Three guiding principles
In September, Climate Assembly UK, the citizens’ assembly commissioned by the UK parliament to answer the question of how should the UK meet its target of net zero greenhouse gas emissions by 2050, produced its final recommendations. We were proud to be part of the team working on the assembly, and particularly happy to be able to make the comprehensive report available in readable, navigable, accessible and mobile-friendly HTML online.
The randomly selected people from all walks of life and all across the UK who made up the assembly chose and agreed a set of principles to guide their work. The top three were:
- Informing and educating everyone (the public, industry, individuals and government)
- Fairness within the UK, including for the most vulnerable (affordability, jobs, UK regions, incentives and rewards) in actions, not just words
- Leadership from government that is clear, proactive, accountable and consistent
We’re committed to a climate response that follows these principles, and believe that local government and local communities – individuals, institutions, and businesses – have a key and difficult role to play together.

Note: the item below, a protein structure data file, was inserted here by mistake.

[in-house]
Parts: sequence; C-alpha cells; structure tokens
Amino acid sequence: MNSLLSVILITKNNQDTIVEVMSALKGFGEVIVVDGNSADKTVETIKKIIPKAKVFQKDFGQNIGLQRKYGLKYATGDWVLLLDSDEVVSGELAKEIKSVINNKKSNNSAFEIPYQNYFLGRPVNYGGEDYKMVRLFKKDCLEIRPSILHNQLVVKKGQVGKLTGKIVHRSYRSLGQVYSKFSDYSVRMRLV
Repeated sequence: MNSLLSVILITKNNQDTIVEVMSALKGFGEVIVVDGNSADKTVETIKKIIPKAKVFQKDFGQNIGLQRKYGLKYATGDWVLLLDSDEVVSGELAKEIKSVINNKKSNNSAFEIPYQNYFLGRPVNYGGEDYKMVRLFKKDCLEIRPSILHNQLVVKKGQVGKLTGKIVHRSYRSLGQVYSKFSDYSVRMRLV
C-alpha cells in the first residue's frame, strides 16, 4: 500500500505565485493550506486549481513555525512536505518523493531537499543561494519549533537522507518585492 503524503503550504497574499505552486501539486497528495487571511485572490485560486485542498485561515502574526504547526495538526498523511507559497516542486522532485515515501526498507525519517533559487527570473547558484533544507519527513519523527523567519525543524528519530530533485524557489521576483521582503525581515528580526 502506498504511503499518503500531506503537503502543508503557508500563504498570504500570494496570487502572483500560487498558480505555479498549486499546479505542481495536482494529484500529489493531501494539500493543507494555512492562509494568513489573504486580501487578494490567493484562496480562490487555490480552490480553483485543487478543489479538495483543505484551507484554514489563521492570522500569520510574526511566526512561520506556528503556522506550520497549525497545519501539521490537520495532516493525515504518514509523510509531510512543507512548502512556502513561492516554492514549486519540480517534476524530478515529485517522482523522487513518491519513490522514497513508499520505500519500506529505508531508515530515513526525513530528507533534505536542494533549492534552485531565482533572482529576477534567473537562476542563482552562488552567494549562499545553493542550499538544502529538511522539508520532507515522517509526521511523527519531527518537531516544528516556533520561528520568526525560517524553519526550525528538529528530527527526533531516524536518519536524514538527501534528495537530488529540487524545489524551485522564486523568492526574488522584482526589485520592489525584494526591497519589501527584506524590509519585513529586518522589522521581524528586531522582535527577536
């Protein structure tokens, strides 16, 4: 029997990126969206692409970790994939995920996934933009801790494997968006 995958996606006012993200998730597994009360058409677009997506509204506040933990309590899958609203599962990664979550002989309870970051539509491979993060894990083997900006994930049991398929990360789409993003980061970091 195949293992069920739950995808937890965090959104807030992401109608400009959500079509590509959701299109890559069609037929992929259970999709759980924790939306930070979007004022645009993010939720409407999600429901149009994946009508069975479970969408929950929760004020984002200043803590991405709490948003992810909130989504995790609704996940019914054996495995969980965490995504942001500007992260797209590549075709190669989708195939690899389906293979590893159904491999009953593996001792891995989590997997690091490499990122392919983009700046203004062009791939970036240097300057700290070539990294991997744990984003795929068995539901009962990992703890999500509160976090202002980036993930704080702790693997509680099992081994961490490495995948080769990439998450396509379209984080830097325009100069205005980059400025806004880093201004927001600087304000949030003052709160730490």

As the recent Institute for Government report on getting to Net Zero noted,
“The local level has become a key outlet for public enthusiasm to address climate change. This is one reason why it is important to address the co-ordination and capability problems that are holding back local efforts – or else this enthusiasm will turn to disillusionment as aspirations cannot be achieved.”
This is a huge challenge, and getting the right information is part of it. We’re hoping to use our data and service design skills to play a part in helping councils learn from each other’s ideas and successes, and in helping citizens find and engage with their councils’ climate plans.
An open dataset of action plans
With your help, and working with ClimateEmergency.uk, we’ve created a first basic dataset of all the council climate action plans that are publicly available. The headline is that 269 out of 414 councils we researched (around 65%) have a current public plan outlining their response to the climate emergency.
In the last few months of this year, we’re doing research to better understand the challenges of producing and improving these plans, and of understanding, discussing and scrutinising them.
Helpful for councils — and citizens
We know that people working inside councils to produce plans are looking for inspiration – “What’s worked in other places like ours? How do you do it on a budget? How do I persuade my colleagues that it can be done? How do I talk to residents about the options?”
Citizens who want to have a say in their council’s plan may struggle to find it in the first place, or to understand what the council can and can’t do, how to influence them, or how their plan compares to others.
We’ve also been working on a minimal viable digital service that will meet some of the basic needs that people have around these challenges – one that supports quickly finding plans and starts to put them in context.